The 4H Animal Auction at the 2021 Hopkinton Fair, where 2 goats, 7 pigs, 4 lambs, and a steer were for sale, was a resounding success. Ten 4H club members had spent six months to over a year raising and tending the animals in the auction. Hours before the auction started, a judge evaluated each animal, and all bidders were given a program listing the 4H owner, the animal's breed, and weight. Successful bidders were given a choice to take the animal home or have it processed for meat. Local butcher Rick Lemay was on hand to transport the animals to Lemay and Sons Beef in Goffstown for processing.

Except for the pigs and steer who walked around the ring, each goat and lamb was presented on a temporary stage. The 4H owner was introduced, and the audience was told about their motivation for participation. One girl planned on donating her auction money to charity; another 4Her would use his to buy animals to raise for next year's auction. There were no commissions or overhead expenses deducted; the proceeds all went to the 4H owner.

Some readers may feel this is a difficult fate for these animals, but here is my question for you, "Do you eat steak? Do you love bacon?" Wouldn't it be better to know your meat comes from animals that have been cared for and loved? Don't you want to know that the meat is processed in a facility that respects the animals? I know I would.

It must be hard for the youth to auction off their beloved animals. But most of these 4H youth are accustomed to supplying their family and others with fresh meat. The auction was an opportunity for the bidding public to reward them and support human livestock practices while putting delicious meat in the freezer.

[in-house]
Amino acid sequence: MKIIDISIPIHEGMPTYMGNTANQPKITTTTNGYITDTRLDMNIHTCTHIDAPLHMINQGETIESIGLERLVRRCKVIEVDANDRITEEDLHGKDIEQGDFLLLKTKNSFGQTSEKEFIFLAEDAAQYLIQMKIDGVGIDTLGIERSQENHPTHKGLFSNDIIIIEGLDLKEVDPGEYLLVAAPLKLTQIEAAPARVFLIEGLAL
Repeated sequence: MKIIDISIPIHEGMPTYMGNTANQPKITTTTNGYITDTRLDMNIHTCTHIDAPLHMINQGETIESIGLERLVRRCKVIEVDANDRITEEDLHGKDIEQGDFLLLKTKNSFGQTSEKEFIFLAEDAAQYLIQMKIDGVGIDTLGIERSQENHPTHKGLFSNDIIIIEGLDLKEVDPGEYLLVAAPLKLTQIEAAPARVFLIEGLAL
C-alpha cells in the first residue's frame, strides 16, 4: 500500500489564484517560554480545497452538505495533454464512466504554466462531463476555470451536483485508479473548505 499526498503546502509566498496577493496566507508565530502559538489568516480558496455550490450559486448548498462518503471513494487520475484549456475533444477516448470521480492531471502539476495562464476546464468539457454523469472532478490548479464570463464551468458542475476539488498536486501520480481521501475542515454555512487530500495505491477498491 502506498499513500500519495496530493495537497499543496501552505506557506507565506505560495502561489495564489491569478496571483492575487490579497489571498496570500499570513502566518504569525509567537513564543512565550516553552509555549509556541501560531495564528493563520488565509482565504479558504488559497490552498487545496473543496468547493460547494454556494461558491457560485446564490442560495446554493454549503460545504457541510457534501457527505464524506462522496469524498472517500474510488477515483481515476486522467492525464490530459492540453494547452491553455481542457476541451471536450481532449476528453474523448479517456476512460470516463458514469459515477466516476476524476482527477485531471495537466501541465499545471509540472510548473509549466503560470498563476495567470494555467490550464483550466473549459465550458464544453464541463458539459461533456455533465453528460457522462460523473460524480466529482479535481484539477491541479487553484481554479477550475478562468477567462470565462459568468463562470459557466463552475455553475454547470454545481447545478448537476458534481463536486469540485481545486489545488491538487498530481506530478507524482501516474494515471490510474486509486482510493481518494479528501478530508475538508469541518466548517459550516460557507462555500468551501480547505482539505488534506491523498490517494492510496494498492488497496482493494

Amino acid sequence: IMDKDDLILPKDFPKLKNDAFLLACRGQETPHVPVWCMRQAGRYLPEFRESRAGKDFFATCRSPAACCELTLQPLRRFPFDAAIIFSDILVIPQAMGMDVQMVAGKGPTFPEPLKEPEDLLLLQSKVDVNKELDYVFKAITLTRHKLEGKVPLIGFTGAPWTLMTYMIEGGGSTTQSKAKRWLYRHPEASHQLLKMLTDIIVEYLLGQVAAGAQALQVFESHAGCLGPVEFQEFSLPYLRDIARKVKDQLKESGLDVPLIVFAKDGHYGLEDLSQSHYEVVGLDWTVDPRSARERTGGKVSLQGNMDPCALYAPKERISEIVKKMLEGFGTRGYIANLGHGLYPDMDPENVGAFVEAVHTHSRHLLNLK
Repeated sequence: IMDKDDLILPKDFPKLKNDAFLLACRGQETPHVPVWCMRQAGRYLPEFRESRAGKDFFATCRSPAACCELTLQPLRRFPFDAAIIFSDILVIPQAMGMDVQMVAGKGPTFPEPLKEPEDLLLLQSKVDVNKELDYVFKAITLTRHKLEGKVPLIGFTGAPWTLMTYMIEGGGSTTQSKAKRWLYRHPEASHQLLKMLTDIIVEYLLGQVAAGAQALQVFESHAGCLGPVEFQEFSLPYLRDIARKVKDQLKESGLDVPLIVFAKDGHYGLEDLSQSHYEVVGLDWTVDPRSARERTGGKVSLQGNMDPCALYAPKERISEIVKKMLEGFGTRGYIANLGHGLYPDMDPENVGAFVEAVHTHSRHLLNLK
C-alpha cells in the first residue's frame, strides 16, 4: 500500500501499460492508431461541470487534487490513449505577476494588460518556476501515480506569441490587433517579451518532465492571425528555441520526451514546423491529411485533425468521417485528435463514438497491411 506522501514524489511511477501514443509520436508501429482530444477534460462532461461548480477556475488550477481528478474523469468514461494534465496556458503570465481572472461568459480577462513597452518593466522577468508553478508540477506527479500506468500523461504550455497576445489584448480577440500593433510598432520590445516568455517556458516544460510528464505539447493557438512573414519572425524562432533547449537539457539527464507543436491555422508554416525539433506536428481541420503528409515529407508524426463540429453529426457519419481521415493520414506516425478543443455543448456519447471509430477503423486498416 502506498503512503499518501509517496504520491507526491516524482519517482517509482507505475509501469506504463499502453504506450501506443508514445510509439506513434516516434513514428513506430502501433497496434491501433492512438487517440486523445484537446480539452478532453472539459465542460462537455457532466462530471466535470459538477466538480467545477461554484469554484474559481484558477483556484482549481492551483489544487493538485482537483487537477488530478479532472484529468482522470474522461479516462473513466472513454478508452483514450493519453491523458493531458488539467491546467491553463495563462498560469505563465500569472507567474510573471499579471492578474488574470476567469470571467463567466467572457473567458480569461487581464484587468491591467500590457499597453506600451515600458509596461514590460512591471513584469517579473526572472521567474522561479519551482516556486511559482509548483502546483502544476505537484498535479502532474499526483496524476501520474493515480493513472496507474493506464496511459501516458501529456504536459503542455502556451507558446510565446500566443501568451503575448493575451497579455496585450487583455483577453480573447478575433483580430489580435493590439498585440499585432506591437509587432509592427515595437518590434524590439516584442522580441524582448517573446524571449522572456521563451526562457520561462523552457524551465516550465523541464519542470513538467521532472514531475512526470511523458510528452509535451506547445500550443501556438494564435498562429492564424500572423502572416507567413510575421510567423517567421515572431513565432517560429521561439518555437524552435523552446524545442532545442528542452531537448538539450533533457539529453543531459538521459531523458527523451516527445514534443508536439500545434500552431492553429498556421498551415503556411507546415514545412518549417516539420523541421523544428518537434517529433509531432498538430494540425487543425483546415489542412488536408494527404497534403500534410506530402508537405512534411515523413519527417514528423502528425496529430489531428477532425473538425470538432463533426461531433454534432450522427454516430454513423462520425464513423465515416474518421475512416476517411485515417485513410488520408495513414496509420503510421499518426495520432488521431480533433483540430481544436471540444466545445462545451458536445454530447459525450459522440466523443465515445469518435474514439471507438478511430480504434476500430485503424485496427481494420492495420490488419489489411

Have you ever placed a bid at an auction? It can be confusing. I was bidding on a goat when auctioneer Dan Chute stopped the action, looked me in the eye, and said, "If you bid against yourself again, next time I'll take it." I don't think he would have, but I paid closer attention to the rapid-fire bidding after that.

Despite my novice bidding techniques, I placed the winning bid for a lop-eared Nubian goat named Run, raised by Lauren Gardner of Loudon. I paid $4.50 a pound — $3 over the highest pre-pandemic 2019 auction price. Rather than send Run to the butcher that day, I brought him home in my crew-cab pickup truck. After christening the back seat, his rope tied to a handhold, he stood quietly all the way home. After careful thought, I decided to rename him Hops after the Hopkinton Fair. Hops will live at the farm for at least six more months gaining weight until he is eventually processed for meat.

It felt good to encourage a 4H youth who devoted her time to raising two fine meat goats rather than playing video games or gazing into her phone. I'm also thankful for the other bidders who value the hard work of 4H youth and the quality of their animals. Next time, I'll be a better bidder. (I've been told you have to take turns.)


Carole Soule is co-owner of Miles Smith Farm, in Loudon, where she raises and sells beef, pork, lamb, eggs and other local products.

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